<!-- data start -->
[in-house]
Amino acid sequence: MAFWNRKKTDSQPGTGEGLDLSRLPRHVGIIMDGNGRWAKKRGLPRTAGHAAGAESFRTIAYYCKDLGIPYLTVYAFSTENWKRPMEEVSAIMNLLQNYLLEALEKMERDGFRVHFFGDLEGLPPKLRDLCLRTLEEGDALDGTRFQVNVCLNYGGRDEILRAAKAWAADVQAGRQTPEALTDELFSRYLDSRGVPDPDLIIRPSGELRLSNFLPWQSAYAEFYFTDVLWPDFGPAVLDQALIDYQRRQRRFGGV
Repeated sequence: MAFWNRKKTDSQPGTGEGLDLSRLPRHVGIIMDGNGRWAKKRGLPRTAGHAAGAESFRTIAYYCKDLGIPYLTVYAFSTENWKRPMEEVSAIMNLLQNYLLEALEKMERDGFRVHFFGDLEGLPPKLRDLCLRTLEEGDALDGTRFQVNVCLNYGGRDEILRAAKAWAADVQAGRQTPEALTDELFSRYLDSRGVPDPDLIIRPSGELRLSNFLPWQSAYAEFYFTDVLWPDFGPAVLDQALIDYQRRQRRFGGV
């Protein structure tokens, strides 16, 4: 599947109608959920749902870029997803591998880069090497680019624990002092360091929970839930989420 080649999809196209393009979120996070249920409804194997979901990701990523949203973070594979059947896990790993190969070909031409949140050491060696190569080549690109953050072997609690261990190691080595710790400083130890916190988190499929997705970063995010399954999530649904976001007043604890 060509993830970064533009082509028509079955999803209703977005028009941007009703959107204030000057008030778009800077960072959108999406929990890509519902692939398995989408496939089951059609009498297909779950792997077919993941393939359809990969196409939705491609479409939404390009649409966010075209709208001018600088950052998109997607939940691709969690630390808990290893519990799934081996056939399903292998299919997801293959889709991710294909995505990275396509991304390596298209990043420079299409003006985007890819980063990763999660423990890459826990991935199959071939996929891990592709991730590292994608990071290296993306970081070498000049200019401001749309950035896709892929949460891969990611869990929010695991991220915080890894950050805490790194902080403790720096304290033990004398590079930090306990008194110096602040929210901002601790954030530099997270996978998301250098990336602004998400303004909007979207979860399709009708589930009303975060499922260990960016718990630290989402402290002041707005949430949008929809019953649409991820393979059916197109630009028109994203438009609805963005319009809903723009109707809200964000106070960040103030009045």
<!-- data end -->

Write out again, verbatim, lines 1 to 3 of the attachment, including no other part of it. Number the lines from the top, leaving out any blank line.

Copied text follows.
[in-house]
Amino acid sequence: MAFWNRKKTDSQPGTGEGLDLSRLPRHVGIIMDGNGRWAKKRGLPRTAGHAAGAESFRTIAYYCKDLGIPYLTVYAFSTENWKRPMEEVSAIMNLLQNYLLEALEKMERDGFRVHFFGDLEGLPPKLRDLCLRTLEEGDALDGTRFQVNVCLNYGGRDEILRAAKAWAADVQAGRQTPEALTDELFSRYLDSRGVPDPDLIIRPSGELRLSNFLPWQSAYAEFYFTDVLWPDFGPAVLDQALIDYQRRQRRFGGV
Repeated sequence: MAFWNRKKTDSQPGTGEGLDLSRLPRHVGIIMDGNGRWAKKRGLPRTAGHAAGAESFRTIAYYCKDLGIPYLTVYAFSTENWKRPMEEVSAIMNLLQNYLLEALEKMERDGFRVHFFGDLEGLPPKLRDLCLRTLEEGDALDGTRFQVNVCLNYGGRDEILRAAKAWAADVQAGRQTPEALTDELFSRYLDSRGVPDPDLIIRPSGELRLSNFLPWQSAYAEFYFTDVLWPDFGPAVLDQALIDYQRRQRRFGGV